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  1. #1
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    Fairly new to riding bikes.. Which bikes are the best? New or use? Budget below $1000

    Should I look for new or used? What brands are the best? How valuable is getting a carbon fiber frame, fork, etc??

    I'm 6 ft. Was told my bike measurement could be around 56-58.. I'm doing about 75% pavement, 25% off road, no mountains, riding only a few days a week, perhaps less then 15 miles at a time.

    Any feedback would be much appreciated..

  2. #2
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    Welcome To Bike Forums, Johnny!

    So what's the upper limit of your budget?

  3. #3
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    Quote Originally Posted by SlimRider View Post
    Welcome To Bike Forums, Johnny!

    So what's the upper limit of your budget?
    Well I don't want to spend too much over $1000.. Actually I'd really like to spend only $800-$900. I don't really need carbon fiber I suppose? I don't know.

  4. #4
    Super Moderator no1mad's Avatar
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    Quote Originally Posted by johnny916 View Post
    Well I don't want to spend too much over $1000.. Actually I'd really like to spend only $800-$900. I don't really need carbon fiber I suppose? I don't know.
    Based upon the riding that you are planning on doing, you don't need new carbon fiber and don't want used carbon fiber.

    You can go with a hybrid like a Trek FX 7.3, Kona Dew, Scott Sub or maybe a 'Dual Sport' with a fork you can lock out- basically bikes that you can run wider, mixed tread (think CX style). Or you can go with Cyclocross bikes from BD.

    And you might want to double check the size of frame again. Frame geometries and angles can have subtle differences, but it is still possible where one model sized 56 will have minimal clearance and another one your naughty bits will begin having intimate moments with the top tube.

  5. #5
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    A thousand dollars can buy an excellent hybrid bicycle. If you'd like to maintain the same cycling exercise and recreational regimen for the remainder of your life, a chromoly steel framed hybrid will be in order. You will be able to recondition your chromoly steel hybrid whenever time permits. Upon each renewal, you should anticipate your bicycle to both look and perform just like a new bicycle. In most cases, if kept dry, your chromoly steel framed bicycle will outlast you to the point of being passed down to your grandkids. It can truly be an investment! Chromoly steel will also fare better upon impact than their aluminum counterparts. Where an aluminum frame is more apt to get cracked or bent, a steel frame will be more inclined to chip or become gouged. Chipped paint from frames can be repainted. Gouged steel can be cosmetically treated in to a point of perfect smoothness. There's absolutely nothing that can be pratically done with an aluminum frame that's either been cracked or bent.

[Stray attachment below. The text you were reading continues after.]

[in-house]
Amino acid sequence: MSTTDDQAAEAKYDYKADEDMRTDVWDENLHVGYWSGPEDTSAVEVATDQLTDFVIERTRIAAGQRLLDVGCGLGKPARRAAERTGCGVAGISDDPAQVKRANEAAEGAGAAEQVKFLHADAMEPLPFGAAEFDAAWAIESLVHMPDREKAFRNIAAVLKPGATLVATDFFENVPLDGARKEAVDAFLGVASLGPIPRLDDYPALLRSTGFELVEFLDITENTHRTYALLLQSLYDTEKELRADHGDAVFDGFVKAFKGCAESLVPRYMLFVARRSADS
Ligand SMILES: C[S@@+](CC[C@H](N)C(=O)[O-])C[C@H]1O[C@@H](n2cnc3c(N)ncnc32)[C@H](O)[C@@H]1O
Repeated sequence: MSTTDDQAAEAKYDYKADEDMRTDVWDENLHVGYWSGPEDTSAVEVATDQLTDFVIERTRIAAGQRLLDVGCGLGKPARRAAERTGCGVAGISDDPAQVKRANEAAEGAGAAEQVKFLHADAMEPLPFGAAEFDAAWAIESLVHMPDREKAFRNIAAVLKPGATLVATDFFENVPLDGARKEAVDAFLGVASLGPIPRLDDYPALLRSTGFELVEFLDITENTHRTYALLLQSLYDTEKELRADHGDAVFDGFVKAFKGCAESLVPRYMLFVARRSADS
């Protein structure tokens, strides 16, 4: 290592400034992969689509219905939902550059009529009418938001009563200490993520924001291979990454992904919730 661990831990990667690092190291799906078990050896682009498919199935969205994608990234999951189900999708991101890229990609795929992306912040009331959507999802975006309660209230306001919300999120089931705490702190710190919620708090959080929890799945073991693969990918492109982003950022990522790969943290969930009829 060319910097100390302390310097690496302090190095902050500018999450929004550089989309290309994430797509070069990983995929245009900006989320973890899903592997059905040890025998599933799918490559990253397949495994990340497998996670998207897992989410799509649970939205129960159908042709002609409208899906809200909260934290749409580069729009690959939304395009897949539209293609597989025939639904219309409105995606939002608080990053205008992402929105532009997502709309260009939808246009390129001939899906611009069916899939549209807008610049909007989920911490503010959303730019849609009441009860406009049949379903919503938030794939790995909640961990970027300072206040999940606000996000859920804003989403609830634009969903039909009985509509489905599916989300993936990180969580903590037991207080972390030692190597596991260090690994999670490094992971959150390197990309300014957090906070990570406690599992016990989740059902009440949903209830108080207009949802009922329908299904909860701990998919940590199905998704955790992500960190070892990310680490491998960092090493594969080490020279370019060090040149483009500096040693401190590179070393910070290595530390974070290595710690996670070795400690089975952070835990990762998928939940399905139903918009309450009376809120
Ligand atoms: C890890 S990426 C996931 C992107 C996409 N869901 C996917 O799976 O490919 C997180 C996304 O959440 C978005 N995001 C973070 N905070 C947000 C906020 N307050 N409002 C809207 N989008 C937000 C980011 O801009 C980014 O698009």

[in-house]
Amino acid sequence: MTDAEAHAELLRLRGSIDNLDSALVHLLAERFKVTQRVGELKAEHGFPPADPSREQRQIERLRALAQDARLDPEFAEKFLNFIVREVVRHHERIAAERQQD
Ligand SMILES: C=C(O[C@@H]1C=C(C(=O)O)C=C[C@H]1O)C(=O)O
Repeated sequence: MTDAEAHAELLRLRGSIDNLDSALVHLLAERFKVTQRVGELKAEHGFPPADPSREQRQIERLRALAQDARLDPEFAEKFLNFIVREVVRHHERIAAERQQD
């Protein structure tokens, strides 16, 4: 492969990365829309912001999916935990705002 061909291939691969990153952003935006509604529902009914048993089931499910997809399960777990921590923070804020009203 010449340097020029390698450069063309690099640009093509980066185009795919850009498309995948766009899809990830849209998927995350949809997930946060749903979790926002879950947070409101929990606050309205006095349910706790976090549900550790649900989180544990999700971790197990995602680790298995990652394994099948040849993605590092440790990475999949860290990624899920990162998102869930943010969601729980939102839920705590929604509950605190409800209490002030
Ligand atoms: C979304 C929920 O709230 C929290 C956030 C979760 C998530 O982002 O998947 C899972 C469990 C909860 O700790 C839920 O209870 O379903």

I would therefore recommend the following:

    1) The Jamis Coda Elite ~ $1050
    www.jamisbikes.com/usa/thebikes/street/coda/12_codaelite.html

    2) The Jamis Coda Comp ~ $775

    www.jamisbikes.com/usa/thebikes/street/coda/12_codacomp_bk.html

    3) The KHS Urban XCel ~ $770
    www.khsbicycles.com/06_urban_xcel_12.htm

    4) The Marin Muirwoods 29er ~ $750
    www.marinbikes.com/2012/bike_specs.php?serialnum=2262&Muirwoods_29er

    Good Luck!

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    Wow thanks!
    I never even heard of that steel frames.. How much heavier though are they then alum or carbon?

  7. #7
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    Quote Originally Posted by johnny916 View Post
    Wow thanks!
    I never even heard of that steel frames.. How much heavier though are they then alum or carbon?
    Just go to the Jamis site and compare relative weights of each frame material.

    Just for starters check the following out:

    www.jamisbikes.com/usa/thebikes

    HYBRIDS

    * The Jamis Coda Comp ~ 26 lbs

    The Jamis Allegro Comp ~ 24.5 lbs

    ROAD BIKES

    * The Jamis Satellite Comp ~ 23 lbs

    The Jamis Ventura Comp ~ 21.3 lbs

    * Steel Frames

    Chromoly steel is light, but extremely strong!
    Last edited by SlimRider; 07-15-12 at 10:23 AM.

  8. #8
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    A carbon fiber fork would be fine, even desirable depending on what you're talking about for off road. Packed dirt and light gravel/cinder trails like rail trails and MUPs are fine.

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